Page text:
If you can find them, read the papers on Question Analysis and Answer Coercion. I am still impressed by how powerful these systems were, and how effective. UIMA is a framework for tying algorithms together, and experimenting quickly with different combinations.

(locked-down IEEE versions: http://ieeexplore.ieee.org/xpl/tocresult.jsp?isnumber=617771...)

There's a lot more there than just search. See http://brenocon.com/watson_special_issue/

IBM has definitely created some cool stuff at various times. The problem, though, is that IBM misrepresents themselves in publicly-facing marketing and with paying clients during implementation.

When I worked at IBM I expressed concern that the television commercials depicting a HAL9000 level interactive dialog system were dangerously overselling what Watson could do.

The challenge, as I saw it, was that no matter how good the tools and products that were used to help companies with data analysis to improve their operations were, when they realize they can't talk to a cube and joke with it about misusing colloquial phrases their disappointment overshadows all the 'good' stuff it was doing for them.

No relationship works well if it starts with a lie and as this article shows, people do take those ads at face value and assume there really is a talking AI inside of IBM. Then they are hugely disappointed when they find out it doesn't exist.

Over-promising has killed AI progress before (expert systems). So history's just repeating itself.

People want to believe. They'll pay for their belief. Then when projects start to fail (~5 years after commercialization) they form the opinion that it was never going to work and they'll never do it again.

... then we wait another decade, repeat.

There's this trend of Expert Systems being commented on as a failure and starting some sort of AI winter, yet to my knowledge they were among the first commercially viable digital animation tools, the first high speed trading platforms, and are still being used successfully in military planning. Where's the evidence that they were a failure or that they were oversold?

Well, there was this place called "The Turing Institute" which was in Glasgow. It was run by a very nice man called Don Michie. I met Don a handful of times, and he was extremely kind and generous to me. He worked at Bletchley Park and died aged 91 having hit a bridge at 120mph going the wrong way up the M11 at 2am sitting next to his wife who had defected to Russia thirty years before. Don was driving, at the time he had been blind for six months.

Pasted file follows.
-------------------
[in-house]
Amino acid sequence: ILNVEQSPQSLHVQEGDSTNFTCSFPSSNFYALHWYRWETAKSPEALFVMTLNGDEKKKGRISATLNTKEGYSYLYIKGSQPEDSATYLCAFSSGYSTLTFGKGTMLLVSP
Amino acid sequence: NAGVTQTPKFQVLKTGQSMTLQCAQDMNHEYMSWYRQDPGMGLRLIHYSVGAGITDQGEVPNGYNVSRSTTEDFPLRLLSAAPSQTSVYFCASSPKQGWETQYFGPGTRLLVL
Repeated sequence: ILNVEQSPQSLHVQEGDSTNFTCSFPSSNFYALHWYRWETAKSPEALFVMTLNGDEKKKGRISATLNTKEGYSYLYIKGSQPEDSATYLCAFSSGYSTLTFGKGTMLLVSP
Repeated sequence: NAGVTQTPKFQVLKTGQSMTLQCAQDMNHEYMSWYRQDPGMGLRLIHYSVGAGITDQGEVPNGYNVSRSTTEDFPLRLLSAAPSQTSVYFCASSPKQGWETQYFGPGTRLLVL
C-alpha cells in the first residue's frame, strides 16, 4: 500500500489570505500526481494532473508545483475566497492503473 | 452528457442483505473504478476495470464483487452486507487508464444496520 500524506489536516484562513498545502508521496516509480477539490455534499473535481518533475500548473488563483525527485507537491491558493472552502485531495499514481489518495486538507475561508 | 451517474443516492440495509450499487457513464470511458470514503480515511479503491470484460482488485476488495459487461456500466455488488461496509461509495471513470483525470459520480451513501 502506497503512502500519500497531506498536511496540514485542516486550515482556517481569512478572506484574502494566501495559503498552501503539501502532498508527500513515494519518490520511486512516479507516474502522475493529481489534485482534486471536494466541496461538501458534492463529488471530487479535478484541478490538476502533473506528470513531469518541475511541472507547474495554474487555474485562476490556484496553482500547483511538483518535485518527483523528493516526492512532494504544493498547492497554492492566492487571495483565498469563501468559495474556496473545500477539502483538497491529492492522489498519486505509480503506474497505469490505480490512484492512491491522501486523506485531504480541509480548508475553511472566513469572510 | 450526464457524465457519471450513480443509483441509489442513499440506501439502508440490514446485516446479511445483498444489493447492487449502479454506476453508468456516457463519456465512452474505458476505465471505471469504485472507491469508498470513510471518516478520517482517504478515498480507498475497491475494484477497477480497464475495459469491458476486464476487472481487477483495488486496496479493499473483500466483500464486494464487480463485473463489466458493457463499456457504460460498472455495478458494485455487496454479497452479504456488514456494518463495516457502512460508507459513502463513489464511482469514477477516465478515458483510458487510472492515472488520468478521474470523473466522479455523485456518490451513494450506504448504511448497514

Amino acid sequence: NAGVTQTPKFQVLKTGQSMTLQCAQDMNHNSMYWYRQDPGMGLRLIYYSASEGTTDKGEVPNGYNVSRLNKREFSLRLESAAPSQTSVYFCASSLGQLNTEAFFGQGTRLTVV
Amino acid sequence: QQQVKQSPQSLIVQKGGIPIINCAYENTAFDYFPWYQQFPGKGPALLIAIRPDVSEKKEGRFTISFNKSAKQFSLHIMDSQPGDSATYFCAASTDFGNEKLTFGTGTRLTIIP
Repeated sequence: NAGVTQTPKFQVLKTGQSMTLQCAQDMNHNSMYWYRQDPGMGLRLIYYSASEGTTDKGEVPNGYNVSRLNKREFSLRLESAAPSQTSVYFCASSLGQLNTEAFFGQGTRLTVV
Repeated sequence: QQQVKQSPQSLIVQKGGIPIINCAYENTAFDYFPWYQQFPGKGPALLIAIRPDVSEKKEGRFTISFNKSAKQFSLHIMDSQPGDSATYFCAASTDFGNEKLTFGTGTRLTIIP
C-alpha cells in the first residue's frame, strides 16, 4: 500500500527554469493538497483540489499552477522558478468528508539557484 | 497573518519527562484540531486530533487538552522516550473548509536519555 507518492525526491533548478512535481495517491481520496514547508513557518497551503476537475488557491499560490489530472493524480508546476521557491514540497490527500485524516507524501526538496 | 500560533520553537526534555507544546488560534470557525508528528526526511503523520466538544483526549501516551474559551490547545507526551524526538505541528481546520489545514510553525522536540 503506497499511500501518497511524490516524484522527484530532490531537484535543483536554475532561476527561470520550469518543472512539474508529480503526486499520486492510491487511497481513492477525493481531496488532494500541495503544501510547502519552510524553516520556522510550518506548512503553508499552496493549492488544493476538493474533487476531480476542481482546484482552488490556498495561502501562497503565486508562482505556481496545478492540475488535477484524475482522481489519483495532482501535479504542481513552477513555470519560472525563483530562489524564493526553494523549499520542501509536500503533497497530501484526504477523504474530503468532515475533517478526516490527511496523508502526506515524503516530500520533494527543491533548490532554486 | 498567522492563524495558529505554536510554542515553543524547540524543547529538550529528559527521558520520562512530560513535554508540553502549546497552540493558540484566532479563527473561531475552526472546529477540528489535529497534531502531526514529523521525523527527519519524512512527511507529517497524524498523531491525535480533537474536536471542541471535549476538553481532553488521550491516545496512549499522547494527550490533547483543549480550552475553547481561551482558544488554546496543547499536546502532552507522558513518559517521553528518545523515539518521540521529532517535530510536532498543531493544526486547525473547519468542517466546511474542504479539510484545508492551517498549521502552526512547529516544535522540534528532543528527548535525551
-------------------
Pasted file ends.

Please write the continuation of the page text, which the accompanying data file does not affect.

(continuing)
Anyway, The Turing Institute existed because of Don's drive to commercialise Expert Systems. Don was a driver in the Alvey project which was a grand project to solve issues around Expert Systems in response to the Japanese Fifth Generation project. A man called Lighthill then rumbled the Expert System movement. If you want to watch a demolition of it see the following video :


and the other 5 of them (you will find them in the sidebar!)

Fun fact. In video 6 you can watch Christopher Strachey have a pop at AI. Christopher didn't work at Bletchley, he was too young, but he did work at Manchester with Alan Turing and they created computer music and love poetry in collaboration before Turing killed himself. Strachey went on to be the first Professor of Computer Science at Oxford, he was a scion of a great family of artists and poets.

But enough of this. The Turing Institute was an attempt to say "we are right, look", but in fact it failed. Don was clear why, when you hit 40k rules knowledge bases became completely intractable. It was impossible to make improvements or changes. This was christened the Knowledge Acquisition bottleneck, and Don and others turned to Machine Learning (he liked to call it Behavioral Cloning) to solve it.

So :

1. It was done to death by peer review.

2. It died commercially.

3. It's main protagonists decided to do something diffferent.

> I met Don a handful of times, and he was extremely kind and generous to me. He worked at Bletchley Park and died aged 91 having hit a bridge at 120mph going the wrong way up the M11 at 2am sitting next to his wife who had defected to Russia thirty years before. Don was driving, at the time he had been blind for six months.

Wow, what a rollercoaster of a paragraph! Thanks for the story. :)

That's eerily similar to how John Nash died [0]

[0]: https://www.washingtonpost.com/national/john-f-nash-jr-dies-...

> ... died May 23 in a two-car accident on the New Jersey Turnpike. He was 86. His wife, Alicia, who was 82, also died.

Clearly that's his way of saying something dodgy happened. Note the mention of Russia.

No, I think the poster is mis-remembering things which were based on facts.

Donald Michie did work (with Turing!) at Bletchley Park, and he did die in a motor vehicle accident. He was 83 when he died (not 91)[1]. His ex-wife[2] (they had remained friends) was in the car with him and also died. She had never defected to Russia, but she was (or had been) a member of the communist party[2].

[1] http://www.telegraph.co.uk/news/obituaries/1556846/Professor...

[2] https://en.wikipedia.org/wiki/Anne_McLaren